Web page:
Airlift – Of Human Endeavours and Misplaced Patriotism

Some stories are remembered for the message they convey; some are remembered for the messages they are perceived to convey. Raja Krishna Menon’s Airlift, an otherwise fine film with great performances, will go down in history as an Indian patriotic film – which is rather unfair to both; the film as well as the concept of patriotism. airlift

Airlift is the story of how India mounted the largest human evacuation in recorded history when it airlifted around 170,000 Indians from Kuwait in 1990. The only problem is, the actual airlift and India’s contribution to the effort constitute hardly 10 minutes of the film’s runtime. The rest of the 110-odd minutes are dedicated to how a small group of Indian businessmen helped sustain and mobilize thousands of Indians in a war-ravaged country. This reminds me of Gadar – Ek Prem Katha, a jingoistic extravaganza that is still regarded as a patriotic film because Sunny Deol shouted “Hindustan zindabad tha, zindabad hai aur zindabad rahega” and pumped off a bunch of Pakistani soldiers when all that he was actually doing, was just saving his wife and son.

This band of businessmen is headed by Ranjit Katiyal (an imaginary character brought to life by Akshay Kumar in what is probably his best performance to date). He is a ruthless Kuwaiti businessman of Indian origin, who loathes everything Indian for the first 10 minutes of the movie and then has a change of heart when he realizes that so many people are looking up to him as a messiah now that the Saddam has hit the fan. In this effort, he is a supported (initially reluctantly and thereafter vehemently) by his wife, Amrita (played by Nimrat Kaur, who is understatedly fabulous). There is a also a whole host of supporting characters played by fine actors like Kumud Mishra, wildcards like Purab Kohli and theatre artists like Prakash Belawadi (whose character George is so damn irritating that I ended up loathing him more than the funny and puny Iraqi major). Rather unfortunate that Mr. George has more role in the movie than India does.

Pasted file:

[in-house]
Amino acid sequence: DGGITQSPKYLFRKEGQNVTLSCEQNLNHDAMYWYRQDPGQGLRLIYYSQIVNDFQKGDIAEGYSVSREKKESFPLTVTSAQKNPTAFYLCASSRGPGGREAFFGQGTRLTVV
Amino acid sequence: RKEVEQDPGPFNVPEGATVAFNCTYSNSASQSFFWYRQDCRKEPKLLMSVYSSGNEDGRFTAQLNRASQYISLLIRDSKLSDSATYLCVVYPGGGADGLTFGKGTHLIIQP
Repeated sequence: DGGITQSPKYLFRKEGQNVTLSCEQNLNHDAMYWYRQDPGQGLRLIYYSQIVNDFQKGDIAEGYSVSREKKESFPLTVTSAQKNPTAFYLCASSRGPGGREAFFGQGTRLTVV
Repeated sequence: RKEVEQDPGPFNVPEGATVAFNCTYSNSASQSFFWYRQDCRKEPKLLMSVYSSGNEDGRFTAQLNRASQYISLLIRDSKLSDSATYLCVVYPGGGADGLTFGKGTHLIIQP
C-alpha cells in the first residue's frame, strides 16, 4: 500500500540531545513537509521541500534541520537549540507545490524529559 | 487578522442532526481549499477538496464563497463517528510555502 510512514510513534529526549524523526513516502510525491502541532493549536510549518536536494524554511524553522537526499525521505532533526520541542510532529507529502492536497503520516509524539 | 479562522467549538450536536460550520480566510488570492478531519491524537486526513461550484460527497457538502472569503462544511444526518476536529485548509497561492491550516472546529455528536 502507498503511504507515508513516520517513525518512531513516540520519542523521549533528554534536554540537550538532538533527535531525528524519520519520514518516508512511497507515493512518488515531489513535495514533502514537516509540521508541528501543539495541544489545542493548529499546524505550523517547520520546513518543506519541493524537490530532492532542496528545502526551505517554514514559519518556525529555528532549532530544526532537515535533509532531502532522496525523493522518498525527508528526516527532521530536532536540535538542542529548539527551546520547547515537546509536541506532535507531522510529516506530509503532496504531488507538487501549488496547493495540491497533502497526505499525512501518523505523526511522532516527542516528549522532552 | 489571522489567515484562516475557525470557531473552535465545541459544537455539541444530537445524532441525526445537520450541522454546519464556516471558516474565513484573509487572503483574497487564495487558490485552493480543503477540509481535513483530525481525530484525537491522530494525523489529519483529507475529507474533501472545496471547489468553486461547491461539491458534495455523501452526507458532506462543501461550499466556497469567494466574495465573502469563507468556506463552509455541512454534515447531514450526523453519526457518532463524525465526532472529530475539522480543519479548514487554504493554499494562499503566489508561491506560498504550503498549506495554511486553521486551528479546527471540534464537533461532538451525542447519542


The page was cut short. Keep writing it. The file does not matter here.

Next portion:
The story is gripping and very efficiently told. The tension peaks at the right moments. The dialogues are very effective and the frames are very nicely set by Priya Seth. I guess there is a lot of talk going around that Airlift is India’s version of Argo. Well, I haven’t seen Argo but it surely reminded me of Schindler’s List. Like that Spielberg classic, Airlift is also a story of how a few with will can find a way for many to survive – which is wonderful, engaging and definitely worth a watch. But let’s not call it a patriotic film just because it released on a Republic Day weekend. So did Kya Kool Hain Hum 3!

Rating: 8/10 (just pray that you don’t get any surplus KKHH3 crowd in your auditorium.)


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